A.D. 1135. In this year went the King Henry over sea at the
Lammas; and the next day, as he lay asleep on ship, the day
darkened over all lands, and the sun was all as it were a three
night old moon, and the stars about him at midday. Men were very
much astonished and terrified, and said that a great event should
come hereafter. So it did; for that same year was the king dead,
the next day after St. Andrew's mass-day, in Normandy. Then was
there soon tribulation in the land; for every man that might,
soon robbed another. Then his sons and his friends took his
body, and brought it to England, and buried it at Reading. A
good man he was; and there was great dread of him. No man durst
do wrong with another in his time. Peace he made for man and
beast. Whoso bare his burthen of gold and silver, durst no man
say ought to him but good. Meanwhile was his nephew come to
England, Stephen de Blois. He came to London, and the people of
London received him, and sent after the Archbishop William
Curboil, and hallowed him to king on midwinter day. In this
king's time was all dissention, and evil, and rapine; for against
him rose soon the rich men who were traitors; and first of all
Baldwin de Redvers, who held Exeter against him. But the king
beset it; and afterwards Baldwin accorded. Then took the others,
and held their castles against him; and David, King of Scotland,
took to Wessington against him. Nevertheless their messengers
passed between them; and they came together, and were settled,
but it availed little.

1st August is Lammas Day, "the feast of first fruits". A blessing was performed annually in the church on the 1st or 6th of August. From this we can reasonably conclude that Henry I left for Normandy in early August.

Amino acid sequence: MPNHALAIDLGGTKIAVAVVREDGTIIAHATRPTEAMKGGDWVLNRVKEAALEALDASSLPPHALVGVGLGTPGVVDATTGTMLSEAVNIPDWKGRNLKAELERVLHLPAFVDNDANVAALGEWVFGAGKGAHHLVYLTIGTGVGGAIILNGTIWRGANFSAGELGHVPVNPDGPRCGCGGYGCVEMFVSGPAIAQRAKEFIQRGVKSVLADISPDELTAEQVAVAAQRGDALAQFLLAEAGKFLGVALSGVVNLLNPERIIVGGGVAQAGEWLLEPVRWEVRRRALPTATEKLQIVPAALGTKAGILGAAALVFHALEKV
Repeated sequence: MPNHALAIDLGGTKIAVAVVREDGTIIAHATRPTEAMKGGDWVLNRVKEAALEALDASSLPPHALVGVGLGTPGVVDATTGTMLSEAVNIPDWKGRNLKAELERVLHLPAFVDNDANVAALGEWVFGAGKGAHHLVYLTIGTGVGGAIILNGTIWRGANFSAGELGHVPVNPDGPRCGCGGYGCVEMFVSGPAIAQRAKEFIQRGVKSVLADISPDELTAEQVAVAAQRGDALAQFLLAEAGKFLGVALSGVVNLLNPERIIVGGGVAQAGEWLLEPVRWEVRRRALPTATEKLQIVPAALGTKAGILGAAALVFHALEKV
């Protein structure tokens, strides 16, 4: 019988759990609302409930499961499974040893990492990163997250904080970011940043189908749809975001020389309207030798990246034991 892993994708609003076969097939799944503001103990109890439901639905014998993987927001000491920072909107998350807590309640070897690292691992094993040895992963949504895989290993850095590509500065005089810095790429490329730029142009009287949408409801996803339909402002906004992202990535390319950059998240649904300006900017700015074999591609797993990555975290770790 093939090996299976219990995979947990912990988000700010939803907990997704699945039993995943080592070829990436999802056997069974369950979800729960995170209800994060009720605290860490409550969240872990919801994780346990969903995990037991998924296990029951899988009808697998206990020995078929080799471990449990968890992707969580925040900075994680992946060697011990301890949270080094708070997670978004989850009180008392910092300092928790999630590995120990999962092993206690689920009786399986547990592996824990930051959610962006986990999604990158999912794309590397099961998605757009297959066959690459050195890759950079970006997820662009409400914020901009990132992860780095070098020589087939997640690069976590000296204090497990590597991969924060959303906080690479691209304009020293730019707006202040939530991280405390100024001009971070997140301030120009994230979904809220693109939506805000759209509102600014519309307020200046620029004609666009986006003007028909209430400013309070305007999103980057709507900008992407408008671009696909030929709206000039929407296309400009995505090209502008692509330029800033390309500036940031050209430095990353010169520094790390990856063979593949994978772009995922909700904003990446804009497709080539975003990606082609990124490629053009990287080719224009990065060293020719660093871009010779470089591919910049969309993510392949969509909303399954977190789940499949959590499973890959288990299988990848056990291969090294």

St. Andrew's day is 30th November, dating Henry's death to 1st December.

Midwinter day is usually around 21st - 22nd December

Wessington is a village in the county of Derbyshire, England

12 August 2011

Stephen Meddles in Church Affairs

As already noted in previous blog entries Stephen's actions toward the clergy in England had dire consequences for his kingship particularly his treatment of Roger, Bishop of Salisbury in the year 1139. In addition, his appointment of Theobald of Bec as Archbishop of Canterbury caused further ill feeling between the king and his brother, Bishop Henry. We also know that the last few years of Stephen's reign were dominated by his unsuccessful attempts to have his son Eustace crowned his in own lifetime.

Two letters, one written by Bernard of Clairvaux in about 1140 and one by Pope Eugene III in 1147, provide further evidence of Stephen's sometimes awkward handling of church affairs. Both letters were addressed to his queen, Matilda of Bolougne, and both requested her intervention with the king.

The first letter concerned the appointment of William Fitzherbert to the See of York. He was a relative of Stephen's and the king had not only suggested his appointment but invested him after an election which was fiercely contested. This caused a long running dispute that continued for six years. During this episode Bernard also wrote a strongly worded letter to Stephen which appears to have gone unheeded.

The subject of the second letter was in regard to the episcopacy of London. Matilda, The Empress, had selected Robert de Sigillo and he had been canonically elected in 1141. After Stephen had been restored to his position as king he demanded an oath of fealty from Robert which he refused to give. Stephen persecuted him and in his letter the Pope urged the queen to intervene and persuade the king to accept a promise instead of the oath.